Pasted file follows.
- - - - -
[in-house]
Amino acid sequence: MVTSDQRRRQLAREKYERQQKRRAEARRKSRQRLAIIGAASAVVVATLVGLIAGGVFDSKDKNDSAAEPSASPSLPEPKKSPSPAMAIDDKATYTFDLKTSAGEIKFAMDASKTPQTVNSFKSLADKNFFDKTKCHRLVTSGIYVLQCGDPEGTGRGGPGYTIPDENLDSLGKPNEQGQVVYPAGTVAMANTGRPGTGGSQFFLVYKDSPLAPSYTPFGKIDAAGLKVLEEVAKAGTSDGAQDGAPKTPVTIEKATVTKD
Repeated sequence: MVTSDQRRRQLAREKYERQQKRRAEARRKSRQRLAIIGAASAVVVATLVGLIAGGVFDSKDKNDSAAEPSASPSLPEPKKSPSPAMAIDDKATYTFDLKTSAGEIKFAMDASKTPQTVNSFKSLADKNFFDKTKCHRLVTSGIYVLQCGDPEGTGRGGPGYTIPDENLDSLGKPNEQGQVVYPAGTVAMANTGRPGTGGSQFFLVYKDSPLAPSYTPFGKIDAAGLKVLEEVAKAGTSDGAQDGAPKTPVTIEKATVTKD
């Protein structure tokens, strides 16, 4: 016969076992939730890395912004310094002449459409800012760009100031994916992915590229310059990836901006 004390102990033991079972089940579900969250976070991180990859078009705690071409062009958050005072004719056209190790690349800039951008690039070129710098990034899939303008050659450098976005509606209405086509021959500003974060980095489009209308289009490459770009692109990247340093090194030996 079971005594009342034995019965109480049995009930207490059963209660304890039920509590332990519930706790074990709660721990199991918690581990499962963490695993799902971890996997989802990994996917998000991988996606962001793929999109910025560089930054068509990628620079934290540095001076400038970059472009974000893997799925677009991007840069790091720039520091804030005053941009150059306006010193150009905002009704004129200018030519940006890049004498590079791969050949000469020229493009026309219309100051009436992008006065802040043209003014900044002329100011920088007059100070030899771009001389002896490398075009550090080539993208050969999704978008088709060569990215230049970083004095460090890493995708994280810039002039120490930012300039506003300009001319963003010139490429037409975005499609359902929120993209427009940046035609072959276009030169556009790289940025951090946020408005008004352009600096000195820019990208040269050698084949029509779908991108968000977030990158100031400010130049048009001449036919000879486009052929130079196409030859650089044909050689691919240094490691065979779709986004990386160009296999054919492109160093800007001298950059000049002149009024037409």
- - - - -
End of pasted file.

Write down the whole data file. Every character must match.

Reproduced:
[in-house]
Amino acid sequence: MVTSDQRRRQLAREKYERQQKRRAEARRKSRQRLAIIGAASAVVVATLVGLIAGGVFDSKDKNDSAAEPSASPSLPEPKKSPSPAMAIDDKATYTFDLKTSAGEIKFAMDASKTPQTVNSFKSLADKNFFDKTKCHRLVTSGIYVLQCGDPEGTGRGGPGYTIPDENLDSLGKPNEQGQVVYPAGTVAMANTGRPGTGGSQFFLVYKDSPLAPSYTPFGKIDAAGLKVLEEVAKAGTSDGAQDGAPKTPVTIEKATVTKD
Repeated sequence: MVTSDQRRRQLAREKYERQQKRRAEARRKSRQRLAIIGAASAVVVATLVGLIAGGVFDSKDKNDSAAEPSASPSLPEPKKSPSPAMAIDDKATYTFDLKTSAGEIKFAMDASKTPQTVNSFKSLADKNFFDKTKCHRLVTSGIYVLQCGDPEGTGRGGPGYTIPDENLDSLGKPNEQGQVVYPAGTVAMANTGRPGTGGSQFFLVYKDSPLAPSYTPFGKIDAAGLKVLEEVAKAGTSDGAQDGAPKTPVTIEKATVTKD
């Protein structure tokens, strides 16, 4: 016969076992939730890395912004310094002449459409800012760009100031994916992915590229310059990836901006 004390102990033991079972089940579900969250976070991180990859078009705690071409062009958050005072004719056209190790690349800039951008690039070129710098990034899939303008050659450098976005509606209405086509021959500003974060980095489009209308289009490459770009692109990247340093090194030996 079971005594009342034995019965109480049995009930207490059963209660304890039920509590332990519930706790074990709660721990199991918690581990499962963490695993799902971890996997989802990994996917998000991988996606962001793929999109910025560089930054068509990628620079934290540095001076400038970059472009974000893997799925677009991007840069790091720039520091804030005053941009150059306006010193150009905002009704004129200018030519940006890049004498590079791969050949000469020229493009026309219309100051009436992008006065802040043209003014900044002329100011920088007059100070030899771009001389002896490398075009550090080539993208050969999704978008088709060569990215230049970083004095460090890493995708994280810039002039120490930012300039506003300009001319963003010139490429037409975005499609359902929120993209427009940046035609072959276009030169556009790289940025951090946020408005008004352009600096000195820019990208040269050698084949029509779908991108968000977030990158100031400010130049048009001449036919000879486009052929130079196409030859650089044909050689691919240094490691065979779709986004990386160009296999054919492109160093800007001298950059000049002149009024037409």